Nursing is a broad and dynamic field that offers a variety of opportunities for people to develop a career that is personally rewarding in addition to being financially lucrative.
Among one of the growing fields in this area of healthcare is Developmental Disability Nursing.
Often referred to as “DD Nursing,” a Developmental Disability Nurse has the unique opportunity to work closely with their patients over long periods of time.
This prolonged contact allows them to develop rich and meaningful relationships at the same time that they are using their gifts to provide a fuller and healthier life to their patients.
The care that a Developmental Disability Nurse provides covers a broad spectrum within the patient’s life.
In addition to clinical applications, DD nurses assist in managing living environments and address the emotional and personal needs of their patients.
Because the care is so comprehensive, these types of nurses must possess a huge variety of skills.
They manage multiple individual cases concerning patients with special needs on several medications.
The patients also often have difficulty with communication due to their developmental disability, making superior communication skills an important part of the job.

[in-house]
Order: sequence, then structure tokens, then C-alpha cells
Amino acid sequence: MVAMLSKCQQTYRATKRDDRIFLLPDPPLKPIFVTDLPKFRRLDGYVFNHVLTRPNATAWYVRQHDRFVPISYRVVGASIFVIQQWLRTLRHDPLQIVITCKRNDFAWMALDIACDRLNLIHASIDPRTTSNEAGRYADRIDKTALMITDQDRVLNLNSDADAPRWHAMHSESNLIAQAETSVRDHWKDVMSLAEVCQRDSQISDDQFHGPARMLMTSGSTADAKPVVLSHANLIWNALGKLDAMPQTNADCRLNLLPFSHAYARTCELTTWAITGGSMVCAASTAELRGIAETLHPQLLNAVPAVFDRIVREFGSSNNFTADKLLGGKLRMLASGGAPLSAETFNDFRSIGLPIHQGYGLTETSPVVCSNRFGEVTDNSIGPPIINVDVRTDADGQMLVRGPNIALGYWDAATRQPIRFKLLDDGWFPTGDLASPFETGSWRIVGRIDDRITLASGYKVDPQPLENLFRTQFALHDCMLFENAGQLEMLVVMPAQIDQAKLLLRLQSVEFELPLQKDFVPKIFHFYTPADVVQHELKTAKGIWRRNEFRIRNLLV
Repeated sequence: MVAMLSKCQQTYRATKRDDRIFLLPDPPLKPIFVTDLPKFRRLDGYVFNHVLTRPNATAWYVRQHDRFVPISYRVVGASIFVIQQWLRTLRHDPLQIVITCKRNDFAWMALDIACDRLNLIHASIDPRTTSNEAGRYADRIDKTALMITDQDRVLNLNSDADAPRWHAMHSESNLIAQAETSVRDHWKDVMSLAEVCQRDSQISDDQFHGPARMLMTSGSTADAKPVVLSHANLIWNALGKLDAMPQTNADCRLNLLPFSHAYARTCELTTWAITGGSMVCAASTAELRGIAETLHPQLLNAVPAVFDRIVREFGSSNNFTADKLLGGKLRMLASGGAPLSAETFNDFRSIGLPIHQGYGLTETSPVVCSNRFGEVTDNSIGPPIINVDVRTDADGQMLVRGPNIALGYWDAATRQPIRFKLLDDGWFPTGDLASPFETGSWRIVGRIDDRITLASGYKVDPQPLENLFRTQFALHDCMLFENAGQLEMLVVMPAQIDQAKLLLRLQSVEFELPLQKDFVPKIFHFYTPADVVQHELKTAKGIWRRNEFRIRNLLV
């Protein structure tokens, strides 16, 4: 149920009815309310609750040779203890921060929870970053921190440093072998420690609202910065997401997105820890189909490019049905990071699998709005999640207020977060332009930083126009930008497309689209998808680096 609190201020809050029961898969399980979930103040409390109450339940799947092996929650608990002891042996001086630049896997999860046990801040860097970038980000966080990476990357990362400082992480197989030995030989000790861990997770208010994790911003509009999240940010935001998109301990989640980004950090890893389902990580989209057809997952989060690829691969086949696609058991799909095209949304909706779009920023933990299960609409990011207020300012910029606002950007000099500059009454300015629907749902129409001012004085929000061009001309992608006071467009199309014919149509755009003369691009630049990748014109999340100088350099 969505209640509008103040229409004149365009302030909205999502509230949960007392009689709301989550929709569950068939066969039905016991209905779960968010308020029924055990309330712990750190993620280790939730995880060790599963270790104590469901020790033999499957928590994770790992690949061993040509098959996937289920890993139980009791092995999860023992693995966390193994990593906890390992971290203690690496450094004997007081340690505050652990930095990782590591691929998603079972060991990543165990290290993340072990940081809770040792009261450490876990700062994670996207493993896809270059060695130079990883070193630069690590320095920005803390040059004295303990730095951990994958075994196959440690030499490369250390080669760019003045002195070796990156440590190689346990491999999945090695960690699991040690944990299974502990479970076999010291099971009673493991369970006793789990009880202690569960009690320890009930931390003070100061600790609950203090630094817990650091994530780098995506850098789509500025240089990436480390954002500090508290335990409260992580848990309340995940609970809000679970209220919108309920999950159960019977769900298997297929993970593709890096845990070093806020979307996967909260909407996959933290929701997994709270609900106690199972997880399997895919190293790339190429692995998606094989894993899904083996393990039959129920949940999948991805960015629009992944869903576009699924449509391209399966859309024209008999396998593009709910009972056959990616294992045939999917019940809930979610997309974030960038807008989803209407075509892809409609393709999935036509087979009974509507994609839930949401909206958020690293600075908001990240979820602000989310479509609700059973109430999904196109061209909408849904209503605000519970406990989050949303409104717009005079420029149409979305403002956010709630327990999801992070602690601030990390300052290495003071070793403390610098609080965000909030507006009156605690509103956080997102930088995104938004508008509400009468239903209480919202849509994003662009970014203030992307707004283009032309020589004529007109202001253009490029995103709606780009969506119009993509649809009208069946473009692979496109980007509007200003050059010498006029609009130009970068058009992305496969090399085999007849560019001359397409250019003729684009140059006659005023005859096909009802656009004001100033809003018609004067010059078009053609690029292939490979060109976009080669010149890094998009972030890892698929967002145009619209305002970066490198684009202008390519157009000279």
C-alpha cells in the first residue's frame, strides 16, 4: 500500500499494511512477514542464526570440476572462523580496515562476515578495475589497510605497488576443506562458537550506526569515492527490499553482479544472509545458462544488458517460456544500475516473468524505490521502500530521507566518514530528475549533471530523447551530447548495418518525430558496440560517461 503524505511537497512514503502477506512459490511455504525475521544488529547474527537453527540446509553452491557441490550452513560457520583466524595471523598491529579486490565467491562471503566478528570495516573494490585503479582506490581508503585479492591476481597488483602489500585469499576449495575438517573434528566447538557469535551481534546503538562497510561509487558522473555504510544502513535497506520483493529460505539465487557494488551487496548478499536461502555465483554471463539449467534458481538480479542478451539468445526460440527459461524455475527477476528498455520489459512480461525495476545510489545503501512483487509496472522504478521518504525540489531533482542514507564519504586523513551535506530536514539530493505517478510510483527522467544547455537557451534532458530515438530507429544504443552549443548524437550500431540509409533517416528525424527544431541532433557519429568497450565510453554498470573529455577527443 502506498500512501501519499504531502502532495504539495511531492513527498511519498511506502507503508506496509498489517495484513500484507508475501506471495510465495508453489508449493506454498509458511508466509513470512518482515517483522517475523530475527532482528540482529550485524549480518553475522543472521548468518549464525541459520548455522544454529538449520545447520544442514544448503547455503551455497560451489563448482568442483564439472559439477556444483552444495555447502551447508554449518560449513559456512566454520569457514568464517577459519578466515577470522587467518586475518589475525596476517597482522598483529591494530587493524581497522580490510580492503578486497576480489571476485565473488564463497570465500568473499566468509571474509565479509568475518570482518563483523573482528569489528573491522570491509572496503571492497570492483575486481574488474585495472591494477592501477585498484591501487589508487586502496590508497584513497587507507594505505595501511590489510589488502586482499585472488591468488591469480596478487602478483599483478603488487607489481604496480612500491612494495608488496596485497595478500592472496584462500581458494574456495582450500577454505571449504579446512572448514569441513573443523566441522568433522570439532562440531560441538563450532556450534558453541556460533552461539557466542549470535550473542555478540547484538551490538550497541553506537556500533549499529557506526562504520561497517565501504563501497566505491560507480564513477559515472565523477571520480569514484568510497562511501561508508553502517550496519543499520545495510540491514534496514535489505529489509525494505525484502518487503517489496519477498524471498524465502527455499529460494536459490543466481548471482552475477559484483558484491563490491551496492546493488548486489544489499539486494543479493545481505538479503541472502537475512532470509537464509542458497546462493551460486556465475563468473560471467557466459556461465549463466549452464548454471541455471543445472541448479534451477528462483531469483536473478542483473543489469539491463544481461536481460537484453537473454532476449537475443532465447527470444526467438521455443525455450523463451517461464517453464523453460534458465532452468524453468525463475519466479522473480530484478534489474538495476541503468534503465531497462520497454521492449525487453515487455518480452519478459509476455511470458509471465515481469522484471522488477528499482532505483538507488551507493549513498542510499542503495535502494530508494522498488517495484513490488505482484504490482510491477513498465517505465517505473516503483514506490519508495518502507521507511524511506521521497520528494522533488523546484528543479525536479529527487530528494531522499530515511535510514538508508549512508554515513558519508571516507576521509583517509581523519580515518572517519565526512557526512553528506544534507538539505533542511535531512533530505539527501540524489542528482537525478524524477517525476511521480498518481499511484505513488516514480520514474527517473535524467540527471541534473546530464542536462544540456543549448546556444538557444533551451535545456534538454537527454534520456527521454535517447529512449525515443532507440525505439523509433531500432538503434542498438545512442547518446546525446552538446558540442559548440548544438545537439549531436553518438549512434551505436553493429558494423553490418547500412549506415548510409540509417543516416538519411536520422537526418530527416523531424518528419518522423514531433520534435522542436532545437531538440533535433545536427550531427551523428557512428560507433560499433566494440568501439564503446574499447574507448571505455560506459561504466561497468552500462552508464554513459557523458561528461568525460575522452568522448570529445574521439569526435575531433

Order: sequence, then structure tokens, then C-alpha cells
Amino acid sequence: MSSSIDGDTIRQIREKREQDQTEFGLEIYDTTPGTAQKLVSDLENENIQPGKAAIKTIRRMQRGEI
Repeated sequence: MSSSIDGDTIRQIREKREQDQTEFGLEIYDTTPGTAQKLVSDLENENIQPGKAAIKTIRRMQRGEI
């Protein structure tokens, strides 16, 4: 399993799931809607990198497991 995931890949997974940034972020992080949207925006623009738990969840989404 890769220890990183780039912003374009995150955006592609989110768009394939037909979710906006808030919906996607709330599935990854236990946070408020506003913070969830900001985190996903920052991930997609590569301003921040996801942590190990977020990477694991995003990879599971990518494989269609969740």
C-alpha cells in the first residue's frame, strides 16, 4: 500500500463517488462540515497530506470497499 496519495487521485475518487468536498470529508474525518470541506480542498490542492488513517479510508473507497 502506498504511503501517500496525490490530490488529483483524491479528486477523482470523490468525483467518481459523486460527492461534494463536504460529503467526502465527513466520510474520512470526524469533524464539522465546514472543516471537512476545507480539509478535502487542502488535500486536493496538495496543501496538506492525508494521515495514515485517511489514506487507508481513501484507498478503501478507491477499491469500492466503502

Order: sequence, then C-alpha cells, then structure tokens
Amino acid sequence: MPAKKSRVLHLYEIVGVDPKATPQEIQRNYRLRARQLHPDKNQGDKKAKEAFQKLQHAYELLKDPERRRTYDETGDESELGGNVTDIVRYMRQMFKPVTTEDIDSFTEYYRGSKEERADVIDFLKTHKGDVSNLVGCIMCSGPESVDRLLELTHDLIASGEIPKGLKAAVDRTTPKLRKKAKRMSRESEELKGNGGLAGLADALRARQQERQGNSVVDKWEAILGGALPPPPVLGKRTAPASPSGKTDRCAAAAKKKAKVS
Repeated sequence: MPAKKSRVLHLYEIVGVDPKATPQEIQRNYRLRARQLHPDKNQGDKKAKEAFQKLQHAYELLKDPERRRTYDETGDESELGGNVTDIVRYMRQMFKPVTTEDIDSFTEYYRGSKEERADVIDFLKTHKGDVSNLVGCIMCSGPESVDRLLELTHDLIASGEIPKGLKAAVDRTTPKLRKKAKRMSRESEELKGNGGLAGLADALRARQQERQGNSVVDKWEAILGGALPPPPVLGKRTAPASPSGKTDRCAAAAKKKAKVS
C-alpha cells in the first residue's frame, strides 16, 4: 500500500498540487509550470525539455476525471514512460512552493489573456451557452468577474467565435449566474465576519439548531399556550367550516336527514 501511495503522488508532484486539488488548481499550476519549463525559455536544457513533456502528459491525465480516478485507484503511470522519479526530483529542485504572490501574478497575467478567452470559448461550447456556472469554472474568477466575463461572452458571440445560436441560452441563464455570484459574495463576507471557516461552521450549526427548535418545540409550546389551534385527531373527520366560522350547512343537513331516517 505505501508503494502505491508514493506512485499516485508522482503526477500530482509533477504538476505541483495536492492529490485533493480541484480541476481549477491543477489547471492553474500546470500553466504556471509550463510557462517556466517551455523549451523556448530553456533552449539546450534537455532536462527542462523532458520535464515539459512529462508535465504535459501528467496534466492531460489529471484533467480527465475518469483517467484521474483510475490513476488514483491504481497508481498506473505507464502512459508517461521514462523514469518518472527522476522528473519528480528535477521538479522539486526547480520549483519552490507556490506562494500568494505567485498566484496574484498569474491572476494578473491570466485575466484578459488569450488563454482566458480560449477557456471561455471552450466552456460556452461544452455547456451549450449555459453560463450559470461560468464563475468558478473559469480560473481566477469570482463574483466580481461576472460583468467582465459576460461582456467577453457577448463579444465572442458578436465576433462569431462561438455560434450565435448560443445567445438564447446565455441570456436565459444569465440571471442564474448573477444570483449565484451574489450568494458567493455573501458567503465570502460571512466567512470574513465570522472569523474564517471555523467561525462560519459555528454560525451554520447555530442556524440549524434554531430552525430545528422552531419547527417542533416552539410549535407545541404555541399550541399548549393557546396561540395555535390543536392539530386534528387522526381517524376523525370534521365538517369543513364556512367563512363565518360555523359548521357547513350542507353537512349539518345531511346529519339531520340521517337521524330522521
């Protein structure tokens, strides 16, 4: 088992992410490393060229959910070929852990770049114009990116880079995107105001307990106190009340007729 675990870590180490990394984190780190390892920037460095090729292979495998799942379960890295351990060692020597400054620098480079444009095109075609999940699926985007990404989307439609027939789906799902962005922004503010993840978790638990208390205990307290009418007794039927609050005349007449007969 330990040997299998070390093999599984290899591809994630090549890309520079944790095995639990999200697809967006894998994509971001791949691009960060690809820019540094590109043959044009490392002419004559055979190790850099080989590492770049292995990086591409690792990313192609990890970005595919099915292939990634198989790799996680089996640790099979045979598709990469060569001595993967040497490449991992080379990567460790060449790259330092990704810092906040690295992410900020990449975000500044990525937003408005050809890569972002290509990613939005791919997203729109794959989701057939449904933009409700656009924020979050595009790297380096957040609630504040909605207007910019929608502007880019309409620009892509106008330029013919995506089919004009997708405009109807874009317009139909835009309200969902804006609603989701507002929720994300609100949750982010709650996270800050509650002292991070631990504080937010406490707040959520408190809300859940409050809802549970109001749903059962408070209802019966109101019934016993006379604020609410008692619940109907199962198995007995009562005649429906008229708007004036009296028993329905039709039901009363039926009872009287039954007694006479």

A Developmental Disability Nurse typically deals with illnesses such as Down’s syndrome and autism.
As a specialist in diseases related to physical and mental development, these nurses take on the additional responsibility of educating family and friends concerning a given illness and the needs it produces.
Nurses also serve as the means of communication between patients, doctors, and other caregivers on a regular basis.
Another unique aspect of this area of nursing is the wide variety of work environments it creates.
Practicing nurses can work in hospital settings, schools, private businesses, and the home.
The job opportunities are consistently growing.
On a day-to-day basis, a Developmental Disability Nurse will be working closely with their patients to help them develop their motor skills and live independently.
This task can include providing assistance with food and the daily bodily functions that must be maintained for health.
They also play a key role in helping patients to cultivate their communication and language skills based on their particular disability.
Nurses who perform this job well find that certain characteristics are of great benefit.
These skills include being able to manage many task simultaneously, create and maintain a structured environment, and possess a genuine passion for face to face interaction with the people for whom they care.
Another key aspect of DD Nursing involves managing support staff who care for the needs of patients.
In direct-support situations such as these, the nurse will oversee tasks that are likely to include insulin administration, g-tube feeding, and care for any potential wounds.
Without the skills of DD Nurses, patients throughout the country would find it much more difficult to find medical assistance that was focused specifically on their needs that was delivered with genuine care.
Additionally, settings in which care could be given would be much more limited.